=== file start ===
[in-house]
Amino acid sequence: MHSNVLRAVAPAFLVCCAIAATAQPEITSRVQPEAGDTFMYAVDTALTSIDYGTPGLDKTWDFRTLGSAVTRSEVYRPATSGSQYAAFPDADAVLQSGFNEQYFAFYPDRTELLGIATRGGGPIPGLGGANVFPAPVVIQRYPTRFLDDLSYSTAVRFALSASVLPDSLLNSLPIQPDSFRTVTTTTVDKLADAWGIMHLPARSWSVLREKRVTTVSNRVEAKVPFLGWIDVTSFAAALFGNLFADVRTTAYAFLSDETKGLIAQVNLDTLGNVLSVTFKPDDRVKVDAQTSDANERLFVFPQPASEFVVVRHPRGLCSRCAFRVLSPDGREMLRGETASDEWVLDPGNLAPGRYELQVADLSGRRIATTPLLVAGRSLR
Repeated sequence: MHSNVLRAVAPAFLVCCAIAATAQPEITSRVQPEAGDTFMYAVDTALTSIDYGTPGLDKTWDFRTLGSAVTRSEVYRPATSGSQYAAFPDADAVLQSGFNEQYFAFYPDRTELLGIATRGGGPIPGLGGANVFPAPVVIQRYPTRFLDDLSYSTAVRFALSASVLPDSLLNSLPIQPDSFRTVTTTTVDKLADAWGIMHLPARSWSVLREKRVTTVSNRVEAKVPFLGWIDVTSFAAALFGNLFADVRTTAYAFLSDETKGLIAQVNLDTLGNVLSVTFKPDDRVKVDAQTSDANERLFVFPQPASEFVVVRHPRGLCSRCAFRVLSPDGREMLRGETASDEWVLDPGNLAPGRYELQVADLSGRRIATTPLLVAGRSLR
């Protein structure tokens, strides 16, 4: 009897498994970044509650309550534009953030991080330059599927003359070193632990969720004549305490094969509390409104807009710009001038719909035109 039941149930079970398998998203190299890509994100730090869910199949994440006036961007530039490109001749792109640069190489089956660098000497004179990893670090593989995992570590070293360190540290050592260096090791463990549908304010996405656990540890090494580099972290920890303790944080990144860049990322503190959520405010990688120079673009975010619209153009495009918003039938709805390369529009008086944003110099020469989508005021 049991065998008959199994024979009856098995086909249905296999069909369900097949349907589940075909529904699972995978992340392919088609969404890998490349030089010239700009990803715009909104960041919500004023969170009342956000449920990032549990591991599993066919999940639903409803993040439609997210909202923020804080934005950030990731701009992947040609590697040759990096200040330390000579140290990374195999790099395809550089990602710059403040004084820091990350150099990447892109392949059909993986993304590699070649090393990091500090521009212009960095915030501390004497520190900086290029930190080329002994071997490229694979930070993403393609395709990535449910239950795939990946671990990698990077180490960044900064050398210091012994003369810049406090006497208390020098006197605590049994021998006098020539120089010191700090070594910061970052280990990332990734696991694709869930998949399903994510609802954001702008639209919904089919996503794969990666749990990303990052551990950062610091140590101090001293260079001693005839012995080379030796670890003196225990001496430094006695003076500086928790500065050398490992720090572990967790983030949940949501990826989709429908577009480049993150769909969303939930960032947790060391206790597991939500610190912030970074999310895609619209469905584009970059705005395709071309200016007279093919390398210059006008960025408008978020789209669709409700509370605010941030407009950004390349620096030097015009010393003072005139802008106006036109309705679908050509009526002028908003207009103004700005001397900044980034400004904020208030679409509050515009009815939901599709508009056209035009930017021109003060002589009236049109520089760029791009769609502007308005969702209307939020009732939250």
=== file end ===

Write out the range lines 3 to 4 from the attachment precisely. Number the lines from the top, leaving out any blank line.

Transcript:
Repeated sequence: MHSNVLRAVAPAFLVCCAIAATAQPEITSRVQPEAGDTFMYAVDTALTSIDYGTPGLDKTWDFRTLGSAVTRSEVYRPATSGSQYAAFPDADAVLQSGFNEQYFAFYPDRTELLGIATRGGGPIPGLGGANVFPAPVVIQRYPTRFLDDLSYSTAVRFALSASVLPDSLLNSLPIQPDSFRTVTTTTVDKLADAWGIMHLPARSWSVLREKRVTTVSNRVEAKVPFLGWIDVTSFAAALFGNLFADVRTTAYAFLSDETKGLIAQVNLDTLGNVLSVTFKPDDRVKVDAQTSDANERLFVFPQPASEFVVVRHPRGLCSRCAFRVLSPDGREMLRGETASDEWVLDPGNLAPGRYELQVADLSGRRIATTPLLVAGRSLR
């Protein structure tokens, strides 16, 4: 009897498994970044509650309550534009953030991080330059599927003359070193632990969720004549305490094969509390409104807009710009001038719909035109 039941149930079970398998998203190299890509994100730090869910199949994440006036961007530039490109001749792109640069190489089956660098000497004179990893670090593989995992570590070293360190540290050592260096090791463990549908304010996405656990540890090494580099972290920890303790944080990144860049990322503190959520405010990688120079673009975010619209153009495009918003039938709805390369529009008086944003110099020469989508005021 049991065998008959199994024979009856098995086909249905296999069909369900097949349907589940075909529904699972995978992340392919088609969404890998490349030089010239700009990803715009909104960041919500004023969170009342956000449920990032549990591991599993066919999940639903409803993040439609997210909202923020804080934005950030990731701009992947040609590697040759990096200040330390000579140290990374195999790099395809550089990602710059403040004084820091990350150099990447892109392949059909993986993304590699070649090393990091500090521009212009960095915030501390004497520190900086290029930190080329002994071997490229694979930070993403393609395709990535449910239950795939990946671990990698990077180490960044900064050398210091012994003369810049406090006497208390020098006197605590049994021998006098020539120089010191700090070594910061970052280990990332990734696991694709869930998949399903994510609802954001702008639209919904089919996503794969990666749990990303990052551990950062610091140590101090001293260079001693005839012995080379030796670890003196225990001496430094006695003076500086928790500065050398490992720090572990967790983030949940949501990826989709429908577009480049993150769909969303939930960032947790060391206790597991939500610190912030970074999310895609619209469905584009970059705005395709071309200016007279093919390398210059006008960025408008978020789209669709409700509370605010941030407009950004390349620096030097015009010393003072005139802008106006036109309705679908050509009526002028908003207009103004700005001397900044980034400004904020208030679409509050515009009815939901599709508009056209035009930017021109003060002589009236049109520089760029791009769609502007308005969702209307939020009732939250």